The impacts of SRM on seasonal and intra-seasonal climate variability over East Africa

Host institution

Uganda National Meteorological Authority (UNMA)

Grant year


Project summary

Millions of people across East Africa rely on rain-fed agriculture for their survival, and are under increasing stress due to the effects of climate change. The deployment of SRM would offset an increase in global temperatures, and potentially reduce the risks of global warming, but its impact on East Africa’s seasonal and intra-seasonal climate is unclear. A team led by Dr Bob Alex Ogwang, from Uganda’s National Meteorological Authority, will explore how SRM might affect seasonal and intra-seasonal rainfall and temperatures, compared to the changes brought about by a shifting climate. Their results will bolster the region’s scientific contribution to global SRM policy discussions, whilst also encouraging further regional interdisciplinary scientific research in general.

The team

Dr Bob Ogwang dmf project pi photo
Uganda National Meteorological Authority
Bob Alex Ogwang has a PhD in Climate systems and global change from NanJing University of Information, Science and Technology in China, and is the Director of Training and Research at the Uganda National Meteorological Authority. He has previously worked as a long-range forecasting expert at the African Centre for Meteorological Applications for Development (ACMAD) in Niger, where he was involved in operational seasonal climate prediction, including co-production and stakeholder engagement across the African continent. Dr Ogwang is also a member of the CORDEX Africa-Climate Analysis Group, where he has gained extensive experience in climate research.
Uganda National Meteorological Authority
Lawrence Aribo is currently the principal of the National Meteorological Training School in Entebbe, Uganda. Along with his own research, he is also a reviewer for the IPCC Working Group III. He holds a Masters in geoinformation science and earth observation, and has previously served as the principal climate change officer and senior climate change officer – adaptation, at the Ministry of Water and Environment, Uganda.
Uganda National Meteorological Authority
Godwin Ayesiga is a climate scientist currently acting as the manager for training and research, and in charge of international relations at the Uganda National Meteorological Authority (UNMA). He is also a visiting researcher at the University of Reading in the United Kingdom. His interests include sub-seasonal to seasonal climate variability, extreme climate events, and regional climate change. His current work includes understanding of the role of equatorial waves in influencing extreme precipitation over Equatorial Africa. He is the winner of the 2021 Ian James Award.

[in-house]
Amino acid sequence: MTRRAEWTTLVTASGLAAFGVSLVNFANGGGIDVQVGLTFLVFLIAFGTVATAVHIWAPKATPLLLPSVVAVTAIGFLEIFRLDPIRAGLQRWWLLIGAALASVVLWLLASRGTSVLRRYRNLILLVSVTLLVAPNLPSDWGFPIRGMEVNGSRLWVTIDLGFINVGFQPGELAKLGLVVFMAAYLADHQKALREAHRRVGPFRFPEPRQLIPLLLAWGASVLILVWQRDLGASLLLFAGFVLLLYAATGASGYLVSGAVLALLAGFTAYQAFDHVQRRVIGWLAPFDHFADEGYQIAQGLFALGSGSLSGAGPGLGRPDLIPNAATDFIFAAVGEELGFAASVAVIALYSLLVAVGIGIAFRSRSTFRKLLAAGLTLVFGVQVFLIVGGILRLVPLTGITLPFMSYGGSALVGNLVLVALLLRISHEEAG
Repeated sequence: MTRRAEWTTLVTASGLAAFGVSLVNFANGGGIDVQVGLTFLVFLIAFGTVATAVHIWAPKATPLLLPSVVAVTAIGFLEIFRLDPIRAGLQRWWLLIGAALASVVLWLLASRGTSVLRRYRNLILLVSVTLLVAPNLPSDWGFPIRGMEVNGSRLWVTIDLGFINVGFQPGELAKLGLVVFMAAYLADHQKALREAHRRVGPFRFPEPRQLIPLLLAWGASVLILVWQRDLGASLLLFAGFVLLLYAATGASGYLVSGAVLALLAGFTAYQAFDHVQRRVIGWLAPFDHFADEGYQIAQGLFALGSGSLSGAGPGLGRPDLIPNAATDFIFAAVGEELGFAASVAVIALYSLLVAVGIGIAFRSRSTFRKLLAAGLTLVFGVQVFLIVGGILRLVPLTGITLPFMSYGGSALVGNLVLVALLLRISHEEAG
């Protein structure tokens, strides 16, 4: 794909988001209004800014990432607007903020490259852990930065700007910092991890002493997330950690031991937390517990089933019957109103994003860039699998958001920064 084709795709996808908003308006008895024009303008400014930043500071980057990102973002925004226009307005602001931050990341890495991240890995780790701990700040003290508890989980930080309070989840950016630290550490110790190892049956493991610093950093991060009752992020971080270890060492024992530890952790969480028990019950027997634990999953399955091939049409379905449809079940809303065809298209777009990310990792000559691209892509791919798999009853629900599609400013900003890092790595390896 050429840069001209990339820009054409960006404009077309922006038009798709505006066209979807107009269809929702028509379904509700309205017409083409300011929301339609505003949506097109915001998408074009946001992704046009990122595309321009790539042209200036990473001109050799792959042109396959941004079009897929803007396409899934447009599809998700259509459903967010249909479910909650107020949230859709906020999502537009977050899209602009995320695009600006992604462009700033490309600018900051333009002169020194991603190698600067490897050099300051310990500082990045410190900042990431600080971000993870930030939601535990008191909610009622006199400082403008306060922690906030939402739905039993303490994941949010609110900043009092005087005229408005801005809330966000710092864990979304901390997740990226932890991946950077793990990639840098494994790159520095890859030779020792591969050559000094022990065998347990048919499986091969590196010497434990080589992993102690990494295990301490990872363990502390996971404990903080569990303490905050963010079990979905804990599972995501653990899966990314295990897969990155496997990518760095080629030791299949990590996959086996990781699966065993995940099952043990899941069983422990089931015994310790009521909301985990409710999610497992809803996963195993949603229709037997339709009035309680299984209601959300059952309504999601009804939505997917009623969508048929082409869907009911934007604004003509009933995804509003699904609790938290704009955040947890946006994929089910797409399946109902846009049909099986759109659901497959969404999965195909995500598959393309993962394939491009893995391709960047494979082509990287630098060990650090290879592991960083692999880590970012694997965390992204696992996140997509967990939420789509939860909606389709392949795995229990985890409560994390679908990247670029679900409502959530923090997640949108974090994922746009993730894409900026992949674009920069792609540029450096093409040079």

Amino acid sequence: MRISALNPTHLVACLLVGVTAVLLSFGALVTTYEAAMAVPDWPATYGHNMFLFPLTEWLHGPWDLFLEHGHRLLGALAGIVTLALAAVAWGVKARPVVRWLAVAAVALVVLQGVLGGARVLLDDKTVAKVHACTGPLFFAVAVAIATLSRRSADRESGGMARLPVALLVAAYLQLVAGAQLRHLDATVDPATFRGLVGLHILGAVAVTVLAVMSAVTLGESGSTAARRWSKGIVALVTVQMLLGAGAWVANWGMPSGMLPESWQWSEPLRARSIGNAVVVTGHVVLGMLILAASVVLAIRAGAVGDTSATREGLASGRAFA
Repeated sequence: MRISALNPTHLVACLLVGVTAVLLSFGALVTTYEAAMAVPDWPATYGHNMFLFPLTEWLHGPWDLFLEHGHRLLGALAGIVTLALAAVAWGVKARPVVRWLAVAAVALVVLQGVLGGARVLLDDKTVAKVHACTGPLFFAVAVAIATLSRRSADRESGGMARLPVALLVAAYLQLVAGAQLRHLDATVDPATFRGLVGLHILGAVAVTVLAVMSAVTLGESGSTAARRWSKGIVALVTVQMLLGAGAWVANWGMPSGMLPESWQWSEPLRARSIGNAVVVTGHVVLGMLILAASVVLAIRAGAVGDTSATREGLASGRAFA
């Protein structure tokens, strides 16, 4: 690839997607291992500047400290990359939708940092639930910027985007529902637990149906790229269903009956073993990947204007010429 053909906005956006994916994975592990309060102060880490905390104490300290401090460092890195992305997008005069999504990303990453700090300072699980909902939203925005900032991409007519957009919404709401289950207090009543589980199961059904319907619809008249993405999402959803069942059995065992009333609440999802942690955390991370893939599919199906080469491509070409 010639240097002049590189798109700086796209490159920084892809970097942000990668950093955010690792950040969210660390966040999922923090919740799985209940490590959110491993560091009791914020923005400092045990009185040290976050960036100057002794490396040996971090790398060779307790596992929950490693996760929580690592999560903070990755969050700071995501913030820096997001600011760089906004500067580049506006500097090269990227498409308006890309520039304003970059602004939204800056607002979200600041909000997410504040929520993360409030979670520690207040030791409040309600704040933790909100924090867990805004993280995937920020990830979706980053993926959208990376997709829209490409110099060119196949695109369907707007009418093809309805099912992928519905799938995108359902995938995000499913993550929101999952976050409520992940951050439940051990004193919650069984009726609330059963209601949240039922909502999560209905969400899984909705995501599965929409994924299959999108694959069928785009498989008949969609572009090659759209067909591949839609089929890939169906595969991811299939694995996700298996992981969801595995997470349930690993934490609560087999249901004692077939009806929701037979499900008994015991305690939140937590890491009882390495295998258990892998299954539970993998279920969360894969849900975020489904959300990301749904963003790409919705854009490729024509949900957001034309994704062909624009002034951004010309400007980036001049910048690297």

Makerere University
Catherine Mulinde is a climate and environment scientist, and for the last 15 years, she has been a lecturer at Makerere University. Catherine holds a PhD in climate science and adaptation, and her research interests also include geography, environment sciences, and agriculture. She is widely published across these topics and has developed her expertise in climate change modelling, weather forecasting, climate extremes and farming systems analysis, econometrics, community adaptation and environmental impact assessments. She has collaborated with several funding agencies, national and international institutions, and research projects and consultancies, including with Makerere University, the Government of Uganda and non-governmental organisations.
Makerere University
Alex Nimusiima is a senior lecturer at Makerere University. He was a team member of the adaptation and vulnerability group that produced the Third National Communication of Uganda to the United Nations Framework Convention on Climate Change (UNFCCC). He has also participated in a FAO-funded project on climate change modelling in Uganda, which produced a climate atlas for the country. He is also a member of the CORDEX Africa Analysis Group that has published extensively on climate dynamics and their impacts on the African continent. He has also published over 21 research articles in peer-reviewed journals.
Uganda National Meteorological Authority
Moses Ojara is a Principal Meteorologist with the National Meteorological Authority in Kampala, Uganda. He holds a PhD in Applied Meteorology from the Nanjing University of Information Science and Technology, China. He also holds a Masters in Geo-information science and systems from the University of Salzburg, Austria. He has several years’ national and international research experience, with over 36 peer-reviewed journal articles and book chapters. He has recently contributed to the development of the Atlas of Common Bean Production for Africa with the International Centre for Tropical Africa and the Pan African Bean Research Alliance.
Makerere University
Ronald Opio is a Graduate Research Fellow and Teaching Assistant at Makerere University. His research interests include data science, artificial intelligence, data analytics and atmospheric science.

Photo credits

Banner: Lake George, Uganda – Copernicus Sentinel-2 Credit: ESA, CC BY-SA 3.0 IGO.

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